Rural Alabama

The Long Decline: In Depopulating Counties, What Happens to Schools?

The entrance of Kinterbish Jr. High School in Cuba, Ala., Thursday, Nov. 16, 2023. (Will McLelland/Alabama Reflector)

From the outside, Kinterbish Junior High School in Cuba, around 30 minutes from Livingston in Sumter County, looks like any other school building in the state. It’s made of brick and painted purple, with lettering visible around the outside.

But Sumter County Schools is closing this building. It’s the second they’ve closed in six years.

Depopulation is a key issue for the district. Sumter County has not grown since 1940, and in recent decades the population has shrunk still further. In 2000, the U.S. Census recorded the district with a population of 14,798. In 2020, it had fallen to 12,345, a nearly 17% decline.

The decline is even faster in the student body. According to the Alabama State Department of Education, Sumter County Schools had about 1,700 students enrolled in the 2014-15 school year. In the 2022-23 school year, it had fallen to 990, a 41% decrease.

Alabama’s aging population means that K-12 enrollment is shrinking statewide. From 2014 to 2023, the state’s student population fell from about 749,000 students to 729,000, a 2.5% decrease. But the numbers are sliding much faster in rural Alabama. In 17 rural Black Belt counties, student enrollment fell from 35,911 in 2014 to 28,785 in 2023, a 19.8% decrease.

According to a 2023 report from the Center for Public Education and the National School Boards Association, 40% of Alabama’s public school students were in rural schools in 2019.

When the student population shrinks, so does the district itself. Less money comes into the district. Schools close, facilities fall into disrepair and extracurricular activities are cut.

“And so when we have students who leave or parents who move away for better job opportunities, then that does cause a strain on the district because those funds leave with those students,” said Marcy Burroughs, the superintendent of Sumter County School, who came to the district last year.

Those who are unable to leave are often in the poorest households. In Sumter County Schools, about 89% of students are economically disadvantaged, compared to 65% statewide.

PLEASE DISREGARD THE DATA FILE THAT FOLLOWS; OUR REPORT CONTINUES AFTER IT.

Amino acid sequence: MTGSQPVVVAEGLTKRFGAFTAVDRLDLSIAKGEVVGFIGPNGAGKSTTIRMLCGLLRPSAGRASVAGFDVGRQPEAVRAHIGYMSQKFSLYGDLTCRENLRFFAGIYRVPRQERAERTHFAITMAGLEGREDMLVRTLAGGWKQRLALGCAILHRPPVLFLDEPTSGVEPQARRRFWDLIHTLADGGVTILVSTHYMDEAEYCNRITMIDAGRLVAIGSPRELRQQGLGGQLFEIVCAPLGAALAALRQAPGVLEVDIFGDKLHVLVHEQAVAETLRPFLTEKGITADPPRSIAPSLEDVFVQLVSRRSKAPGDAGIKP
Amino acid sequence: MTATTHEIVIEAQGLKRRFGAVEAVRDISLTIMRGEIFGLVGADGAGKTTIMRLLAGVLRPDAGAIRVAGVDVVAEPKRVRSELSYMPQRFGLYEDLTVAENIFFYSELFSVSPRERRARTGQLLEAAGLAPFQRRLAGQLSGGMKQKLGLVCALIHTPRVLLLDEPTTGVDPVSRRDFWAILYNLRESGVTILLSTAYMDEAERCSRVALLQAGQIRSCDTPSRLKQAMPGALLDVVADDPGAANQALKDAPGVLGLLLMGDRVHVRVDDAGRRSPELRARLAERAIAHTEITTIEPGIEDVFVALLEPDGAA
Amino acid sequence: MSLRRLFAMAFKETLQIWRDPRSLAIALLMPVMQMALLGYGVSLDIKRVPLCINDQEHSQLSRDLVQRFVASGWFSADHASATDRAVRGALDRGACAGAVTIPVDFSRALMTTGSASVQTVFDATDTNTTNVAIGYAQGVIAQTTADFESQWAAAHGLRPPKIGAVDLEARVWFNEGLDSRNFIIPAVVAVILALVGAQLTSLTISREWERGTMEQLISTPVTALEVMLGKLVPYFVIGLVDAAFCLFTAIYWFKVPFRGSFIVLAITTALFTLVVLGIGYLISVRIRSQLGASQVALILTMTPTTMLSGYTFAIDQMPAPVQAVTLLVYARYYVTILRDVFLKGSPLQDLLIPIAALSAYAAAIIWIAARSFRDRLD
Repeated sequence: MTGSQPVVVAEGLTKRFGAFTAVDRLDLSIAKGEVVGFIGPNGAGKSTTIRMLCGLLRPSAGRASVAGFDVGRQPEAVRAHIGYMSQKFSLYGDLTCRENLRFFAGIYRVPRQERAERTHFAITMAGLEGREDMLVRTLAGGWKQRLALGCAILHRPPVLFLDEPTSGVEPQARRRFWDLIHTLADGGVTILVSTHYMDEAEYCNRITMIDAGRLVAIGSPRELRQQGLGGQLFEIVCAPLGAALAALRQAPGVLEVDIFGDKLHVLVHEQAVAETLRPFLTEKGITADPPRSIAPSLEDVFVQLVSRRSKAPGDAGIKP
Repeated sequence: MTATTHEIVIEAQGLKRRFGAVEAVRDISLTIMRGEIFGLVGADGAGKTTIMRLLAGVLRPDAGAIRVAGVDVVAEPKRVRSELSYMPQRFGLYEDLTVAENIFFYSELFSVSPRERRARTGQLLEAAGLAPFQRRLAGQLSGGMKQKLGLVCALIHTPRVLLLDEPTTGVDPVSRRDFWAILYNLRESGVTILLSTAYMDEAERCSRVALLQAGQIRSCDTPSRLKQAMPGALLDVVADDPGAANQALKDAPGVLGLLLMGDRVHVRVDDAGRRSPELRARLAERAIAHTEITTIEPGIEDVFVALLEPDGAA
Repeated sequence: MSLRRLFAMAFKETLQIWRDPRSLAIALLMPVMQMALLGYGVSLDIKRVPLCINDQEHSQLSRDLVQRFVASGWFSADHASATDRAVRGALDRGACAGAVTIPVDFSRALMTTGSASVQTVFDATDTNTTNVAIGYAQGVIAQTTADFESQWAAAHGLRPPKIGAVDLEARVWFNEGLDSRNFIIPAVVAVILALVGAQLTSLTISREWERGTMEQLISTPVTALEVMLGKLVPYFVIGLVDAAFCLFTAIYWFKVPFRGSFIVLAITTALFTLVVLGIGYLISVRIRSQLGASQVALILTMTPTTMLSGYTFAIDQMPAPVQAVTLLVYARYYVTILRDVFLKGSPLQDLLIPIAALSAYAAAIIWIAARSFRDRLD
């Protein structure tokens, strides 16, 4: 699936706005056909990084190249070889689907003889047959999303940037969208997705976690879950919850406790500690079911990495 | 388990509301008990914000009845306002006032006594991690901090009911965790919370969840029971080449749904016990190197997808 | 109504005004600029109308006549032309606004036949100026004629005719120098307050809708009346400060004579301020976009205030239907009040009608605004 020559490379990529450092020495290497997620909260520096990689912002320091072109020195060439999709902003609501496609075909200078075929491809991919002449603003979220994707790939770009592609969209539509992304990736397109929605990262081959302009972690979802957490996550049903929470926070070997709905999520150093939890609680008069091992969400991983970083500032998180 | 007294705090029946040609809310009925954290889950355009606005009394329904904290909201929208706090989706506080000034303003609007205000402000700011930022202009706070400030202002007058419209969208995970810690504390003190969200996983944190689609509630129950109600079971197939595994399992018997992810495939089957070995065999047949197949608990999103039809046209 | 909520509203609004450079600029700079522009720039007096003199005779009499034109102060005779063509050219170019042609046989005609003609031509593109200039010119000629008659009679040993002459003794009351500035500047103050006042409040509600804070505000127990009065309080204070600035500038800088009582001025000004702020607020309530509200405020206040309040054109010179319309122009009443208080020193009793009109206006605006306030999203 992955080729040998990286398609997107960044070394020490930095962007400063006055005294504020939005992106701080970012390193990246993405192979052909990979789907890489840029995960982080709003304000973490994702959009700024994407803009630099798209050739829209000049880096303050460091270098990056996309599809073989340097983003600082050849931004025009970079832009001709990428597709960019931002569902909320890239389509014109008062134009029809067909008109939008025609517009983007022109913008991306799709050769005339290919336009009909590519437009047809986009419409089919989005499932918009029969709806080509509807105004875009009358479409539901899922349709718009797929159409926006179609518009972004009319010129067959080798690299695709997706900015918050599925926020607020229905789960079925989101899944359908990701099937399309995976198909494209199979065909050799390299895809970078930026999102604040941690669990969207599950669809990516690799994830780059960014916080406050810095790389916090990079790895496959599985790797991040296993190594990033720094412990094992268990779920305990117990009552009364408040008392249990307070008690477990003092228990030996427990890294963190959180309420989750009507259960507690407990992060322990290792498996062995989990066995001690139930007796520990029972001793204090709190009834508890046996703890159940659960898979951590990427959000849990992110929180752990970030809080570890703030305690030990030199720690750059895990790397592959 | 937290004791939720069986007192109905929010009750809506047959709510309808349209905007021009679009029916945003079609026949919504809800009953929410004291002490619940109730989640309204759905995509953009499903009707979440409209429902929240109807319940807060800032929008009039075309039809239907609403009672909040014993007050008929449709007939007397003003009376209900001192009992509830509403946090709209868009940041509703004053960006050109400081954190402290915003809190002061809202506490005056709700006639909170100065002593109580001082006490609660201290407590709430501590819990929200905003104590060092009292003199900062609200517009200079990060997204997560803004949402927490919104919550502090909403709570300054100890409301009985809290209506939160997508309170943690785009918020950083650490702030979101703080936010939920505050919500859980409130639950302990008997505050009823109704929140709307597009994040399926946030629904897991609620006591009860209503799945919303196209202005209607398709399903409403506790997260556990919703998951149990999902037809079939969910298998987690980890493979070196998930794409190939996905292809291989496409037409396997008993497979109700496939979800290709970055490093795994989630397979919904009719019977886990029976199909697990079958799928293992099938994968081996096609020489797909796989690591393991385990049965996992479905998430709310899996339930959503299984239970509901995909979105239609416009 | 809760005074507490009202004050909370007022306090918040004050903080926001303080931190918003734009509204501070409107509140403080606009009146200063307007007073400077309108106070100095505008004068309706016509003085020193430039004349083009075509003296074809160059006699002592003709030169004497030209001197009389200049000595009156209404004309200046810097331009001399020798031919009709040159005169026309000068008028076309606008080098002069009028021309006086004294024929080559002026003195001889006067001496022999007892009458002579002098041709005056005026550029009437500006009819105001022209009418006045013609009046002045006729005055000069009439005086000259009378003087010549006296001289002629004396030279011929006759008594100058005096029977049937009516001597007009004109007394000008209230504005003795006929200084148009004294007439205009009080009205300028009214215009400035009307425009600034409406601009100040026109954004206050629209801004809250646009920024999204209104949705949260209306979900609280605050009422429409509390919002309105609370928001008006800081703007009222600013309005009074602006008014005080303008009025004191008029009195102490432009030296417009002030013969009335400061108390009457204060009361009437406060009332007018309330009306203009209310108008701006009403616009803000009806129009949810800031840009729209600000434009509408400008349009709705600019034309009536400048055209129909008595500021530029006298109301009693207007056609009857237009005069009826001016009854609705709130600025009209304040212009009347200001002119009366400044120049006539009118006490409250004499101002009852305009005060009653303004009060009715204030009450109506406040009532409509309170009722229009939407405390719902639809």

Funding models

Sumter County’s school system is facing a myriad of issues over its finances and personnel. The Alabama State Board of Education in August authorized a state takeover of the system, putting Burroughs in charge. Disagreements on the school board over hiring teachers and concerns about the district’s handling of COVID money were factors in the takeover.

But Sumter, like most schools in the state, suffers from a lack of state and local funding.

Across the country funding for schools tends to be tied, directly or indirectly, to the number of students. There are nuances to each state’s funding model, but in Alabama the tie is more indirect. Lawmakers could potentially move towards a new funding model.

Alabama funds schools mostly through the state’s foundation program. State Schools Superintendent Eric Mackey said most of the program is based on teacher units, but student population is used to make a calculation for the number of units.

But fewer students generally means fewer state dollars for local districts. In a state where local governments can raise little revenue for schools through property taxes, that becomes an issue.

“There’s always talk about changing the foundation program and, certainly, if there’s a strong push to rewrite it in the coming years I’m sure that that the whole rural versus urban will be a part of the discussion, but I don’t have any particular advice on that at the moment,” said Mackey.

High-poverty schools can access federal money known as Title I funds. But Burroughs said that they are trying to avoid paying for too many teachers out of their Title I funds.

“We don’t have the funds to pay teachers or teacher salary longterm,” said Burroughs.

The school district has 51 teachers and four vacancies.

Another challenge is encouraging people to live in Sumter, which had a population of around 11,800 in 2022, according to the U.S. Census. The county has lost roughly 2,000 people since 2010. Burroughs said over email that the school district currently has 51 teachers and four vacancies.

“But when you think about the age group that is getting into education right now, they want to be in an area where if I’m hungry at 10, 11 o’clock at night, I can go somewhere and get something to eat,” said Burroughs.

Senate education budget chair Arthur Orr, R-Decatur, and House education budget chair Danny Garrett, R-Trussville, indicated last session that there were talks about changing the funding model for Alabama schools.

Orr said in a phone call in December that they are having conversations about changing the funding formula, but weights have focused more on special needs and students in poverty. Orr said none of those plans were finalized or on paper at that point.

As for depopulating school districts, “that has not entered the discussion.”

Closing schools

Kinterbush would be the second school closed by the district in the last decade. North Sumter Junior High School closed at the end of 2018.